# Re: Electric Money

From: John Conover <john@email.johncon.com>
Subject: Re: Electric Money
Date: 4 Oct 2001 15:29:48 -0000

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BTW, the tsinvest's -d5 option is based on the Farmer/Packard
concepts.

In the television program, Farmer discusses how to exploit the fact
that the mechanics of the game of roulette does not have infinite
entropy. Although in the long run, the mechanics will be statistically
consistent, (each number coming up 1 / 35'th of the time, for the
numbers 1 - 33, 0, and 00,) there is a slight bias to local
predictability in the short run.

This can be considered a systemic inefficiency in the random number
generator of roulette-the velocity of the ball when spun around the
wheel by the croupier is not perfectly random, (i.e., the number of
times the ball rotates around the rim of the wheel before striking the
wheel is not perfectly random,) and once the ball hits the wheel, the
chances that it will settle close to numbers where it hit is higher
than for the rest of the numbers.

What this means is that the time series of the winning numbers, over
many spins of the roulette wheel, will have a slight bias to contain
patterns. (Its an important concept that an infinite entropy
stochastic system is probably a mathematical abstraction that is not
perfectly obtainable in the real world-all such systems are chaotic
NLDS to some degree.) For example, if red 7 came up as the winning
number for the last spin, there is not exactly a 1 in 35 chance for
any other number to come up the next spin-some numbers have slightly
more of a chance, others less-a fact that is exploitable, (and just
wagering.

A stochastic/Hamiltonian system of sufficient complexity that is
perfectly efficient will be characterized by a Normal/Gaussian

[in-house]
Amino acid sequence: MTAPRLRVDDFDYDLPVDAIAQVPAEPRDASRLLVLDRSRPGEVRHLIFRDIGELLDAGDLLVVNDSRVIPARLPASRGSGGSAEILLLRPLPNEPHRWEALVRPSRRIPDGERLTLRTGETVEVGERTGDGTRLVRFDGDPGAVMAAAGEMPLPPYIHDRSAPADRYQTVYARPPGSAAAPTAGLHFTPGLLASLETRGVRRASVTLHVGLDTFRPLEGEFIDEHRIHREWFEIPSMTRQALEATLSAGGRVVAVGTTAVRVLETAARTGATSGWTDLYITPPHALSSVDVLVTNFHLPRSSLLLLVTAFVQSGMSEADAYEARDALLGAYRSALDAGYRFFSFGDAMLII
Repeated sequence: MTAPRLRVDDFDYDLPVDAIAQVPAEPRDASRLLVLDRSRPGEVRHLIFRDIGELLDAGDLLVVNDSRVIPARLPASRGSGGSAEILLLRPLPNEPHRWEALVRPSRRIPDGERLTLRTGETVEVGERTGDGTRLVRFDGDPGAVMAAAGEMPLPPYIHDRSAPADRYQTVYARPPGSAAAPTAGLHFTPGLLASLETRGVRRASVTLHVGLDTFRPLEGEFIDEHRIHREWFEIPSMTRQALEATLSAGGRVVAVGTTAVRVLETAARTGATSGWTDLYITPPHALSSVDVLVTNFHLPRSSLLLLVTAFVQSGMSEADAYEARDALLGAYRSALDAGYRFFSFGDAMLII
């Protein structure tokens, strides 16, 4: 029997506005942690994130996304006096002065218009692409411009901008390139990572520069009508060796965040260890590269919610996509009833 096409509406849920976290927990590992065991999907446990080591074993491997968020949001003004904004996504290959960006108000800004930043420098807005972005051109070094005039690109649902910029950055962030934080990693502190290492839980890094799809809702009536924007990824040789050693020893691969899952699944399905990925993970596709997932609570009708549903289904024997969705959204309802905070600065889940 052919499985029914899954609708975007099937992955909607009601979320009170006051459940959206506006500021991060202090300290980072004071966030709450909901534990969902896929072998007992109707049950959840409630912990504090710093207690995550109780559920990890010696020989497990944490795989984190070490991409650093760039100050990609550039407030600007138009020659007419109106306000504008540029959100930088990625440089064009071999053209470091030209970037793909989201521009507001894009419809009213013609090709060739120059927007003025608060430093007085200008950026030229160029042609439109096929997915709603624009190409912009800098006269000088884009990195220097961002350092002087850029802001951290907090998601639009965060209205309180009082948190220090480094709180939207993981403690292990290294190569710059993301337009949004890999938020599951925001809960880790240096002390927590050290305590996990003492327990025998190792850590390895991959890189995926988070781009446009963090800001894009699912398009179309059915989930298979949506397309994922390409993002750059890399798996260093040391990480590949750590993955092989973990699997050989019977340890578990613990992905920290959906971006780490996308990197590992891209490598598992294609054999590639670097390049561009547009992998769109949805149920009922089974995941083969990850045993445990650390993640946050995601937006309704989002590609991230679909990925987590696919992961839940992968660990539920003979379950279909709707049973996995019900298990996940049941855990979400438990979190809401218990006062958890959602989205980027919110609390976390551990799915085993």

frequency distribution. However, if it is inefficient, the
distribution will have kurtosis.

What this means in arbitrage systems, (like the value of financial
instruments, over time,) is that price movements have persistence,
i.e., the chances of the next movement being like the last is greater
than 50%. Everyone does not react instantaneously to market
information-which is a systemic inefficiency. (The metrics are that
about half of the share holders react to market information on the
same day the information came out, about half of the remainder on the
second day, and so on-an exponential decay scenario.)

So, in a perfectly efficient market system, the chances of the next
movement being like the last is 50%. The chances of the next two
movements being like the last is 25%, and so on.

However, in a slightly inefficient market system, the chances of the
next movement being like the last, (using daily median metric
numbers,) is about 57%, and the chances of the next two movements
being like the last is 32.5%.

There is an added advantage to doing things this way-the wagering can
be optimized, (i.e., a portfolio management scenario can be
implemented,) with F = 2P - 1, where P has a median value of about
0.57.

What tsinvest does internally, with the -d5 option, is to construct a
table of consecutive like price movements for each stock, (for both
positive and negative movements,) and calculates the probability of
the next price movement being an up movement, and how much to wager on
that probability.

John

BTW, note that just recognizing price patterns is not sufficient-one
has to figure out what to do with that information, too.

John Conover writes:
>
> PBS is airing the program "Electric Money" by Robert Cringely:
>
>     http://www.pbs.org/opb/electricmoney/
>
> which has a short section on Doyne Farmer, Norman Packard, and
> the Prediction Company:
>
>     http://www.predict.com/html/introduction.html
>
>         John
>

--

John Conover, john@email.johncon.com, http://www.johncon.com/

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